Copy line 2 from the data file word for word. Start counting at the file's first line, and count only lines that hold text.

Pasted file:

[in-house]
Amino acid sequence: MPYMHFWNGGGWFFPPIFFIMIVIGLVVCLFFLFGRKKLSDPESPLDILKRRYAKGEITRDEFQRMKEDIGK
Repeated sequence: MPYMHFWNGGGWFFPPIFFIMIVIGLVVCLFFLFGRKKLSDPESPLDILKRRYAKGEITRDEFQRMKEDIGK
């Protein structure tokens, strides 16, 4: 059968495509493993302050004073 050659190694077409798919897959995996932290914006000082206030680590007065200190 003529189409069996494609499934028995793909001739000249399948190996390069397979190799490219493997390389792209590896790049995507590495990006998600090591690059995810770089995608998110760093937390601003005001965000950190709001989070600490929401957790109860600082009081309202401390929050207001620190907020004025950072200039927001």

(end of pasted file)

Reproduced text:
Amino acid sequence: MPYMHFWNGGGWFFPPIFFIMIVIGLVVCLFFLFGRKKLSDPESPLDILKRRYAKGEITRDEFQRMKEDIGK